Giant tortoises, Darwin's finches and more....
Wednesday 10th April 2013
We have spent the last week exploring San Cristobal, which is one of the bigger and older islands in the archipelago and the volcano here is inactive.
96% of the Galapagos Islands are National Park (the remaining 4% given over to agriculture to feed the inhabitants of the islands). The Ecuador government restricts the numbers of visitors and visiting boats to the islands in an attempt to maintain/restore the ecosystem, and movement around the island involves payment of $100 each National Park fee (one-off payment) and $100 per day hire of an official National Park Guide (which we shared between a group). There are also a couple of trails we are allowed to follow unaccompanied.
So far it has been worth every penny. We took a tour inland, a boat tour (mad, when we have our own boat but it is not allowed to leave the port of entry to cruise the waters independently – to do so we would have to have a National Parks Guide on board at a rate of $200 per day!) We have hiked the allowed trails alone and visited the Galapagos Interpretation Centre. We have learnt from the guides about the attempts to eradicate introduced species which are threatening the endemic species – blackberry and guava plants are the worst problem as they are impossible to control. Goats have been eradicated on most islands as they were very destructive – rats have proved more difficult to control.
We have seen some of Darwin’s finches and giant tortoises for which the islands are so famous, as well as sea lions, lava lizards, blue-footed boobies, frigate birds, hammer-head sharks, turtles, marine iguanas, Sally Lightfoot crabs, zig-zag spiders and other creatures we could not identify.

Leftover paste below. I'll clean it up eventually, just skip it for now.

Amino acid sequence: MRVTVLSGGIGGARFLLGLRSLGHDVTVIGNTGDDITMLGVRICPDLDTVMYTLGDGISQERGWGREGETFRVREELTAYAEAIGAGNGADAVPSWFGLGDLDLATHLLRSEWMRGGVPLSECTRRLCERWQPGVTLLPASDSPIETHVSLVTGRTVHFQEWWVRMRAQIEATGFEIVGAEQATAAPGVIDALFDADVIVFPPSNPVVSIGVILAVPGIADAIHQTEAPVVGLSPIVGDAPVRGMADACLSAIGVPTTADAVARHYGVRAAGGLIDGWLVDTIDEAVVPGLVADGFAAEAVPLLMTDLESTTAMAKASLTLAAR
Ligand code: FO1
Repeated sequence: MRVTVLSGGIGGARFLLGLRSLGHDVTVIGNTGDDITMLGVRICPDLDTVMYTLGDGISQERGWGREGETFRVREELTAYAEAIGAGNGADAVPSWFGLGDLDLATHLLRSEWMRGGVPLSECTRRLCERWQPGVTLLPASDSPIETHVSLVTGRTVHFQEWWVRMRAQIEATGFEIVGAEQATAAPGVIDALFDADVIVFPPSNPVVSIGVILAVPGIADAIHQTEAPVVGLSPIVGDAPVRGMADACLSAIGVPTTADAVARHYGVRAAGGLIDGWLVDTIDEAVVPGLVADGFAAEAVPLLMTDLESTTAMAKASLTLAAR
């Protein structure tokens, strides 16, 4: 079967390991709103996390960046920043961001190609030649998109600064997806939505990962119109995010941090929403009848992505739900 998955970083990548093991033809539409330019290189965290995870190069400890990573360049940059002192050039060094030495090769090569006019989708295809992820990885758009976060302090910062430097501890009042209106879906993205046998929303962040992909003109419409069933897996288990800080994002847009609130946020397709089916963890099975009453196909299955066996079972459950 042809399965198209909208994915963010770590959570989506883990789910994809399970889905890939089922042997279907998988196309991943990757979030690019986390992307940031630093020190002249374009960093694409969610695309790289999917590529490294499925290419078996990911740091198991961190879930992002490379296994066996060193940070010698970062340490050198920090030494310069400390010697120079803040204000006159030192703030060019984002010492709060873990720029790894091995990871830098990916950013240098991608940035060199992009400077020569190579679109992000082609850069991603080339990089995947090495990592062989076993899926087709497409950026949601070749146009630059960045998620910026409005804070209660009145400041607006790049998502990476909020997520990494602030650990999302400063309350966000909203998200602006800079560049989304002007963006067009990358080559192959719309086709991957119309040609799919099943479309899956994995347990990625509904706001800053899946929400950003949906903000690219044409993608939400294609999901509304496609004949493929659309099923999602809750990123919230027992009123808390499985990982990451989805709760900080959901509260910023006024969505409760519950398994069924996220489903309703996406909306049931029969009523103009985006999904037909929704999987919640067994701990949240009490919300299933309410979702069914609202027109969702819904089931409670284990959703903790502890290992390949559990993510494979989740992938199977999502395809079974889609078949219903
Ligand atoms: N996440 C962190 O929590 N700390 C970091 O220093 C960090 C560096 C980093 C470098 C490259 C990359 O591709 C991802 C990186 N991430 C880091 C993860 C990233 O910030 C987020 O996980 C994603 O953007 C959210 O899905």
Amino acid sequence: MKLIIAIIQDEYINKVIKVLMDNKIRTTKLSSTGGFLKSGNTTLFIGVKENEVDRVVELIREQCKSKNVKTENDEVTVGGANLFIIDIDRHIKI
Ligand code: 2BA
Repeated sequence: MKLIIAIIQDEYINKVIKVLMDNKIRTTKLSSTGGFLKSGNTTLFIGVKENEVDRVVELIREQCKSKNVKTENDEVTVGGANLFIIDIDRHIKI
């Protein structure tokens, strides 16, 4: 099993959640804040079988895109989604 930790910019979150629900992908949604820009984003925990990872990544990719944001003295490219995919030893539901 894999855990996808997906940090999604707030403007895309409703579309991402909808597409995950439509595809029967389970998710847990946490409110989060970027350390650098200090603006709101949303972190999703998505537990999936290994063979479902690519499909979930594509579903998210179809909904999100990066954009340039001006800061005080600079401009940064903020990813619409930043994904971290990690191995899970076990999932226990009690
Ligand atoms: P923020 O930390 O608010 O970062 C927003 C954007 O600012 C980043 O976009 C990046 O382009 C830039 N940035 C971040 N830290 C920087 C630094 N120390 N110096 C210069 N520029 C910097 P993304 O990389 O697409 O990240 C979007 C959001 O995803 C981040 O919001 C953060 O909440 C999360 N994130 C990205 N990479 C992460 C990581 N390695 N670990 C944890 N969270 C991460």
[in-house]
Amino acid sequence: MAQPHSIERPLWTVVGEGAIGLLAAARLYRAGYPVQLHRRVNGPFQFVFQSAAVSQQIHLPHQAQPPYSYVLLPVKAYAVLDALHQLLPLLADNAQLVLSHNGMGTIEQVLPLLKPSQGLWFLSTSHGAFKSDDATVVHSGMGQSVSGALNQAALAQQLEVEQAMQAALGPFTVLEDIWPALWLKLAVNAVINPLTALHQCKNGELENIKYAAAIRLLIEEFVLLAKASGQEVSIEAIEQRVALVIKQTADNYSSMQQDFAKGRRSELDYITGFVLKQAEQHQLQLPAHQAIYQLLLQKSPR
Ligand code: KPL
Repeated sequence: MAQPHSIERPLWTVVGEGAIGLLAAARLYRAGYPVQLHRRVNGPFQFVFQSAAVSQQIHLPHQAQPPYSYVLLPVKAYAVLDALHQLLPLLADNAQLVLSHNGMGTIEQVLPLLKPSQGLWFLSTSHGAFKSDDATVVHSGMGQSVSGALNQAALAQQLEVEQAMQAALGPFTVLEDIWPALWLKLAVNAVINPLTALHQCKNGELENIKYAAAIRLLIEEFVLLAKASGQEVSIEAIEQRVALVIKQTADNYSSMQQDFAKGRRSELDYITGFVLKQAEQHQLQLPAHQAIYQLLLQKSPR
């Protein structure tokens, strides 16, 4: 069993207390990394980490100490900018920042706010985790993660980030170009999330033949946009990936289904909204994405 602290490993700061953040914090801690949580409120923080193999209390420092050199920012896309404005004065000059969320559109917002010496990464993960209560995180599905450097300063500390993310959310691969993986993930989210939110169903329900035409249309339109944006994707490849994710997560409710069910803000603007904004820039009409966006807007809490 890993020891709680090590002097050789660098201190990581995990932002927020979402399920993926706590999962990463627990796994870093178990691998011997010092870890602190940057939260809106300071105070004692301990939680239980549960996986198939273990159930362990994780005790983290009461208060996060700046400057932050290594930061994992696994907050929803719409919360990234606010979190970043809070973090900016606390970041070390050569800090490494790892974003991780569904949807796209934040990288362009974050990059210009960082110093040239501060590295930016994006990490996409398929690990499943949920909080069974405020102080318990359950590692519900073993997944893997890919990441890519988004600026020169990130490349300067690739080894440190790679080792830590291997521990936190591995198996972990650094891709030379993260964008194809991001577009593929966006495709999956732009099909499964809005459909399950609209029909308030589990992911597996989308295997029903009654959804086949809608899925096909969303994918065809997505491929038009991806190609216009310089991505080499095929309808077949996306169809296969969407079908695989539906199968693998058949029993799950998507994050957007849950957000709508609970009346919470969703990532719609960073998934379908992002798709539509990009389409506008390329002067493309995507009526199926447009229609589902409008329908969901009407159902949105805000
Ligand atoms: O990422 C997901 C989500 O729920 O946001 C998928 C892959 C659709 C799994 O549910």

Sea lions make themselves comfortable at the dock... ...and on the benches!
Giant tortoises – rules say we mustn’t get closer than 2 metres... ...so no chance of getting a person in the picture to show their size.
El Junco – the only fresh water lake in the volcano caldera. San Cristobal has a lot of vegetation.
Prickly pear cacti grow hard trunks as a defence. Vegetation is lush around the lake.
The blue-footed boobies were fascinating to watch when they were feeding. They appear to be able to spot their prey under the water from quite a distance up, and zoom into a dive to catch it. Watching a group of them all diving is quite a spectacle.
A blue-footed booby starts to dive.... ...folds its wings just before hitting the water...
...hits the surface at quite some speed.... ...and with quite a splash. (Photos by Steve.)
Sally Lightfoot crab – so colourful. Marine iguana
Lava lizard. Zig-zag spider.
Male Great Frigatebird.
Charles Darwin statue. Me, trying to identify a finch.